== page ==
Image: Deepwater Horizon before explosion
Transocean  /  AP file
The Deepwater Horizon rig before April's devastating exposion. Vessels and aircraft will patrol a zone extemdomg 750 feet in all directions from the rig and its debris field.
msnbc.com staff and news service reports
updated 10/28/2010 7:09:37 AM ET 2010-10-28T11:09:37

The federal government has set up a security zone around the wreckage of an oil rig that exploded and sank in the Gulf of Mexico, leading to the massive BP spill, the Justice Department said Wednesday.

The Deepwater Horizon drilling rig sits on the seafloor about 1 mile deep and about 1 mile from the BP well that spewed more than 200 million gallons of crude. To reach the actual rig would take very specialized equipment.

"It establishes what would be at any crime scene, the yellow tape around the perimeter of it," said Wyn Hornbuckle, a Justice Department spokesman.

"It informs the parties that have the capabilities (to enter the zone) that they don't have the right to enter that space," the spokesman added.

Vessels and aircraft will patrol the zone that extends 750 feet in all directions from the rig and its debris field.

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It was needed to protect evidence for possible criminal and civil cases, the government, said, though it was not clear what prompted the action now, more than six months after the explosion.

The zone includes surface waters and the seafloor and will be in place for at least a year or even longer.

U.S. Magistrate Judge Louis Moore Jr. in New Orleans signed an order setting up the security zone on Oct. 8.

Fishermen who inadvertently venture into the security zone would be in violation of the court order.

But Hornbuckle said the security zone was not targeting fishermen and other boats that stray into the area by accident.

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He was unsure if there were warnings in the area to indicate that the area was off-limits. The Coast Guard did not return telephone calls seeking comment Wednesday.

'Ongoing investigation'
Justice Department court documents that outline the government's reasons for requesting the security zone were placed under seal.

The Justice Department has opened a criminal investigation into the April 20 explosion.

Video: Claims up, shrimp catches down at BP spill six-month mark

"It is an ongoing investigation, and we will follow it aggressively where the evidence leads us," Hornbuckle said.

He said the government might need to retrieve items from the wreckage site.

Transocean, the company that operated the rig when it exploded, declined to comment on the government's move.

David Nicholas, a London-based spokesman for BP, told msnbc.com that the new security was "nothing we would comment on."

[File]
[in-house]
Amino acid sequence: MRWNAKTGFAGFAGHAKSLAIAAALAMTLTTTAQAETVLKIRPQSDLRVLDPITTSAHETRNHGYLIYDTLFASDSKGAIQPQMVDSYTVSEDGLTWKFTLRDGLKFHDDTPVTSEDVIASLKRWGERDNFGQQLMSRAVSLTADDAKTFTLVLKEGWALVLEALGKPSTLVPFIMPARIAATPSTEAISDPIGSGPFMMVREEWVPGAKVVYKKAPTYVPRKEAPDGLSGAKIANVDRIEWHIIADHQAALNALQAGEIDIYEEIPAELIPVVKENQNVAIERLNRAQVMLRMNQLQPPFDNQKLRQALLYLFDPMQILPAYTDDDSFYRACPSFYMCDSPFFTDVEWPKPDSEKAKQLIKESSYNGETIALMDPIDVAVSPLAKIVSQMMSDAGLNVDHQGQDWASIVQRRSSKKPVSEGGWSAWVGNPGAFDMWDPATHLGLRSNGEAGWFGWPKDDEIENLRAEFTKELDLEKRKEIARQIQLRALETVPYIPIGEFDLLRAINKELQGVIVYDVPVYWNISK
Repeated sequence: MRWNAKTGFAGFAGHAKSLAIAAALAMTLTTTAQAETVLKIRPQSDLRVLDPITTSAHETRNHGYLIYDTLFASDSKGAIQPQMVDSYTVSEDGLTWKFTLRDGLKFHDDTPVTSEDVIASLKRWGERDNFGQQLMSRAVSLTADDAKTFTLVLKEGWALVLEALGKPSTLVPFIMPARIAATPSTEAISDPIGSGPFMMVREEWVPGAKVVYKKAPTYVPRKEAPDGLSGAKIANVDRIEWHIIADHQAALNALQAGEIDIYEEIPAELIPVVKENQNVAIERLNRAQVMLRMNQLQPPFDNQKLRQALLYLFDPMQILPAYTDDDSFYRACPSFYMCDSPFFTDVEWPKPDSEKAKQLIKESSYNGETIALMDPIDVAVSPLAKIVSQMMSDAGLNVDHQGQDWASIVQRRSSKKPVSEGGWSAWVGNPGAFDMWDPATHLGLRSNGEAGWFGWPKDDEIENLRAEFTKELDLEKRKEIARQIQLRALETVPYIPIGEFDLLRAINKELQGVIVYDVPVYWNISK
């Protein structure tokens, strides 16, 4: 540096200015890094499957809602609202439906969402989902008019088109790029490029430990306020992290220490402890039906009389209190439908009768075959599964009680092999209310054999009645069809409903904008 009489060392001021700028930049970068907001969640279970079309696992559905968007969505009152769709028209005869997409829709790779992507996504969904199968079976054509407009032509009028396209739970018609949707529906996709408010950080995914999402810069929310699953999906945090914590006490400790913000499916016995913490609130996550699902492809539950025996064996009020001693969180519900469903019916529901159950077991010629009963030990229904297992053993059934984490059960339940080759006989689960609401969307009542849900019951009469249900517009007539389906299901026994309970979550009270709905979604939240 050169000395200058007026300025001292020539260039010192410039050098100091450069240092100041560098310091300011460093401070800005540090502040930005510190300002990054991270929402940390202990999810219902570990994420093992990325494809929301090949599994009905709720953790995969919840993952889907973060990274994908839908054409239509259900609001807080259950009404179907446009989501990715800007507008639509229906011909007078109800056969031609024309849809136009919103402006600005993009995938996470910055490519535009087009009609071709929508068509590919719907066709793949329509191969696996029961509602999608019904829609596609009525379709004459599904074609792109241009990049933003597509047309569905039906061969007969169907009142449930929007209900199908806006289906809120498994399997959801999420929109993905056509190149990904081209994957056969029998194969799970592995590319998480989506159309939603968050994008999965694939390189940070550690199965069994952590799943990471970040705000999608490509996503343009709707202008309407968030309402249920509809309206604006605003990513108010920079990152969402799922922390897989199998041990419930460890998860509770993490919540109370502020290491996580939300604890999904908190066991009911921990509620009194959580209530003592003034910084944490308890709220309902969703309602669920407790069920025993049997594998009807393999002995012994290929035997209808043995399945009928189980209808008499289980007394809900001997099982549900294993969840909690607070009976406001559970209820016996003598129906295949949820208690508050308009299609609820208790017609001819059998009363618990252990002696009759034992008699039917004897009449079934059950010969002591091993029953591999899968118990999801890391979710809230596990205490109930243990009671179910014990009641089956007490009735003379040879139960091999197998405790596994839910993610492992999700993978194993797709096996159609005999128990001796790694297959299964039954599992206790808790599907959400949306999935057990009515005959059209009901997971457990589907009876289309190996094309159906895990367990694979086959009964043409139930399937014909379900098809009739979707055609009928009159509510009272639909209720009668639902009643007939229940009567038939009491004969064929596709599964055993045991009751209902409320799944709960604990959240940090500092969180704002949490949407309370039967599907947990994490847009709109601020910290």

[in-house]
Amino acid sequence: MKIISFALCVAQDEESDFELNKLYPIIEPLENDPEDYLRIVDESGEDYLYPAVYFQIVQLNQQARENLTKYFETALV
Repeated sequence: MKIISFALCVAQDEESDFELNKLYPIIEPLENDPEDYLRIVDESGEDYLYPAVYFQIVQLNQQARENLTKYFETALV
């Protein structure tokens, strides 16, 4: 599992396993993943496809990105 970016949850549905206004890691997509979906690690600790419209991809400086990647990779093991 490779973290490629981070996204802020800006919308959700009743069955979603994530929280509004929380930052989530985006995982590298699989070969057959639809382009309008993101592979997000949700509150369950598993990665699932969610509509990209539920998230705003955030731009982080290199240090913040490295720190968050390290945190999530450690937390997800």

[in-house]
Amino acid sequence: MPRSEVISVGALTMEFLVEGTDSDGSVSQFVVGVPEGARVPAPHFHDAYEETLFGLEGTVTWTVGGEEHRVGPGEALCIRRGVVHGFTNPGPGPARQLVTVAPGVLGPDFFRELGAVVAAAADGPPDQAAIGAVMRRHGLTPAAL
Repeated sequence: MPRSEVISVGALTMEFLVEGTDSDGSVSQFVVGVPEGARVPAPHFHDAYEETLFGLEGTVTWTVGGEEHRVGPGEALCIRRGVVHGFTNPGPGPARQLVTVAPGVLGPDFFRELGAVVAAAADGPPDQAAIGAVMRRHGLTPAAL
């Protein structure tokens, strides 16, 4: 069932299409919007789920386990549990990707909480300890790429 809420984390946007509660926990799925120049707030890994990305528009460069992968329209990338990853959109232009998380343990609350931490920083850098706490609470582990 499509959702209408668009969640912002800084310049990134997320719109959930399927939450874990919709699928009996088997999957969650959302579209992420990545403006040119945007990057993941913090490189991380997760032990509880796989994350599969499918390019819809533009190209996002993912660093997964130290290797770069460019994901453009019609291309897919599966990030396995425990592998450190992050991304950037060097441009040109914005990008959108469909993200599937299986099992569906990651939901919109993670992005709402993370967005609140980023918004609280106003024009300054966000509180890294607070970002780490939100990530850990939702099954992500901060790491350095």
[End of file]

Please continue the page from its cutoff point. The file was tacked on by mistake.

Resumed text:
"Obviously we are still engaged in plugging the relief wells and things like that," he said. "If there is a Department of Justice edict in place, of course we will comply with it."

Asked if BP had been sending robot submarines or other equipment down to the sunken rig, Nicholas said he would check with the company's office in Houston and then provide a response.

The Associated Press contributed to this report.

Data: BP's internal findings

Photos: Month 4

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  1. The Blue Dolphin, left, and the HOS Centerline, the ships supplying the mud for the static kill operation on the Helix Q4000, are seen delivering mud through hoses at the site of the Deepwater Horizon Oil Spill in the Gulf of Mexico, off the coast of Louisiana, on Aug. 3, 2010. In the background is the Development Driller III, which is drilling the primary relief well. (Gerald Herbert / AP) Back to slideshow navigation
  2. Eddie Forsythe and Don Rorabough dump a box of blue crabs onto a sorting table at B.K. Seafood in Yscloskey, La., on Aug. 3, 2010. The crabs were caught by fisherman Garet Mones. Commercial and recreational fishing has resumed, with some restrictions in areas that were closed by the Deepwater Horizon oil spill. (Chuck Cook / AP) Back to slideshow navigation
  3. Sea turtle hatchlings that emerged from eggs gathered on the northern Gulf Coast of Florida are released at Playalinda Beach on the Canaveral National Seashore near Titusville, Fla., on Aug. 2, 2010. The sea turtles were born at a Kennedy Space Center incubation site, where thousands of eggs collected from Florida and Alabama beaches along the Gulf of Mexico have been sent. (Craig Rubadoux / Florida Today via AP) Back to slideshow navigation
  4. A crab, covered with oil, walks along an oil absorbent boom near roso-cane reeds at the South Pass of the Mississippi River in Plaquemines Parish, Louisiana on Aug. 1, 2010. BP is testing the well to see if it can withstand a "static kill" which would close the well permanently. (Pool / Reuters) Back to slideshow navigation
  5. A boat motors through a sunset oil sheen off East Grand Terre Island, where the Gulf of Mexico meets Barataria Bay on the La. coast, on the evening of July 31. (Gerald Herbert / AP) Back to slideshow navigation
  6. Oil approaches a line of barges and boom positioned to protect East Grand Terre Island, partially seen at top right, on July 31. (Gerald Herbert / AP) Back to slideshow navigation
  7. Oil from the Deepwater Horizon oil spill is seen near an unprotected island in the Gulf of Mexico near Timbalier Bay, off the coast of Louisiana on Wednesday, July 28. (Gerald Herbert / AP) Back to slideshow navigation